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Carlo Crivelli, Saint Andrew

Key facts
Full title Saint Andrew
Artist Carlo Crivelli
Artist dates about 1430/5 - about 1494
Group The Demidoff Altarpiece
Date made 1476
Medium and support Tempera on poplar
Dimensions 61 × 40 cm
Acquisition credit Bought, 1868
Inventory number NG788.7
Location Not on display
Collection Main Collection
Saint Andrew
Carlo Crivelli

This bearded saint is one of four in the upper tier of a polyptych (a multi-panelled altarpiece) which Crivelli painted in 1476 for the high altar of the Dominican Church in Ascoli Piceno in the Italian Marche. He is Saint Andrew, the first Apostle, and a particular favourite of the Dominican Order as a preacher and a converter of non-Christians. Crivelli has shown him in his usual guise as an old man, clasping a cross and a Gospel book.

In a masterly display of foreshortening – a visual trick of distorting objects so that they seem to recede into the picture – Crivelli has painted the cross and the fluttering pages of the book at a dramatically acute angle. A love of realistic detail – the nails in the cross, the wrinkled edges of the parchment pages, the crow’s feet around the saint’s eyes – is typical of Crivelli.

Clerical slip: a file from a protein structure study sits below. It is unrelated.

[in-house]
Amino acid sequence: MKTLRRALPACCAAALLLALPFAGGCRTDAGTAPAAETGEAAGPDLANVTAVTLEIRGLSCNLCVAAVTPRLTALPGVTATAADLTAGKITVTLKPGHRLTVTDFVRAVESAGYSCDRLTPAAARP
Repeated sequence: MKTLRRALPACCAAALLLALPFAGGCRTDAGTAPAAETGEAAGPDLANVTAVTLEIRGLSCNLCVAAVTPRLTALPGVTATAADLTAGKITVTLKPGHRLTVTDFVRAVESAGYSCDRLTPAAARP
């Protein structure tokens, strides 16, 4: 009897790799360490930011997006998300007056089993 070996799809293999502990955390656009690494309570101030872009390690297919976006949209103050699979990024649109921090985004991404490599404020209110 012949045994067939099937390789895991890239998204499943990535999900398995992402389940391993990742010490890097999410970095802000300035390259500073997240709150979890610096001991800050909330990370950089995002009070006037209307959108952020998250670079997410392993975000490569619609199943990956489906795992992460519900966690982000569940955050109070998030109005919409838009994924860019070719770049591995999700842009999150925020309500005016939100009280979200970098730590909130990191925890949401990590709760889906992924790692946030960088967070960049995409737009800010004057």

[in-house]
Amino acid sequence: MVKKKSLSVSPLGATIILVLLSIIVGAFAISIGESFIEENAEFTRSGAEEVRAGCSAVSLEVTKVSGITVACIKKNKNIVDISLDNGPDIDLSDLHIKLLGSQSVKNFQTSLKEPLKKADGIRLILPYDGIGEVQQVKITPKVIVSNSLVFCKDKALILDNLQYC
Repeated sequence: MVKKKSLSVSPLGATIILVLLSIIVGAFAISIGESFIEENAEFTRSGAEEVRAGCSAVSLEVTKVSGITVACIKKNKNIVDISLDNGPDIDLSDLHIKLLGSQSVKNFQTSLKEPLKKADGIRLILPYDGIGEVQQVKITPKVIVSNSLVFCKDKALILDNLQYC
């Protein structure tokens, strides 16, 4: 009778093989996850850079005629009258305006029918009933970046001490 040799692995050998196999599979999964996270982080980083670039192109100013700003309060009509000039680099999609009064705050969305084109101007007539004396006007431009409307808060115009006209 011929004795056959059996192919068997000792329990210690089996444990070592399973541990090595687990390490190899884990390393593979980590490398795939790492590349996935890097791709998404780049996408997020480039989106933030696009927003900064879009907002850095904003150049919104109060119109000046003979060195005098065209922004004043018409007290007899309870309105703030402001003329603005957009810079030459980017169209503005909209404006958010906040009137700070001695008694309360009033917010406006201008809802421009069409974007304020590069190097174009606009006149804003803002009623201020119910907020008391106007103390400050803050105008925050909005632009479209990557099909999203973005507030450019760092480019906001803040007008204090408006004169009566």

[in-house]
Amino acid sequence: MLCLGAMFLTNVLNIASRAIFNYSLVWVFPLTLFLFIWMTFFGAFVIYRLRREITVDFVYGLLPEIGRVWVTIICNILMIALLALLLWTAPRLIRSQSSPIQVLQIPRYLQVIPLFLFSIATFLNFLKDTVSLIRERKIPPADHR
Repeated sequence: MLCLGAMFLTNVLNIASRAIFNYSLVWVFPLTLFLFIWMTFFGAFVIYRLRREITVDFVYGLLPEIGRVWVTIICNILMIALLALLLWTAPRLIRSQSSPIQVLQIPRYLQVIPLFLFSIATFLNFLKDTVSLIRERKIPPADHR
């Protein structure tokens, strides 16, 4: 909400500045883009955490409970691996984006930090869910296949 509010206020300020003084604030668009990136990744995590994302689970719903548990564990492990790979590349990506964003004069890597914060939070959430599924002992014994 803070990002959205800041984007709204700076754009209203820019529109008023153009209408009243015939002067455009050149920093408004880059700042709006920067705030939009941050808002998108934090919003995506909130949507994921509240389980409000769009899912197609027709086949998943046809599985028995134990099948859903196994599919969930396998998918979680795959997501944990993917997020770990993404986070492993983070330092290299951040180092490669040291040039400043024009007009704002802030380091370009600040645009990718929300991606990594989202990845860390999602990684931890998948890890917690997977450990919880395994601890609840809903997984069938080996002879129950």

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The Demidoff Altarpiece


Crivelli painted two altarpieces for the small church of San Domenico, in the town of Ascoli Piceno in the Italian Marche. Their history is complex and intertwined. A large, double-tiered polyptych (a multi-panelled altarpiece) sat on the high altar, while a smaller altarpiece was in a side chapel.

In the nineteenth century parts of both altarpieces were sold to a Russian prince, Anatole Demidoff, who mounted them in a grand frame to make a three-tiered altarpiece for the chapel of his villa in Florence. The whole complex is now known as the Demidoff Altarpiece.

The National Gallery bought the Demidoff Altarpiece in 1868, and in 1961 the panels from the smaller polyptych were removed. They are now displayed separately.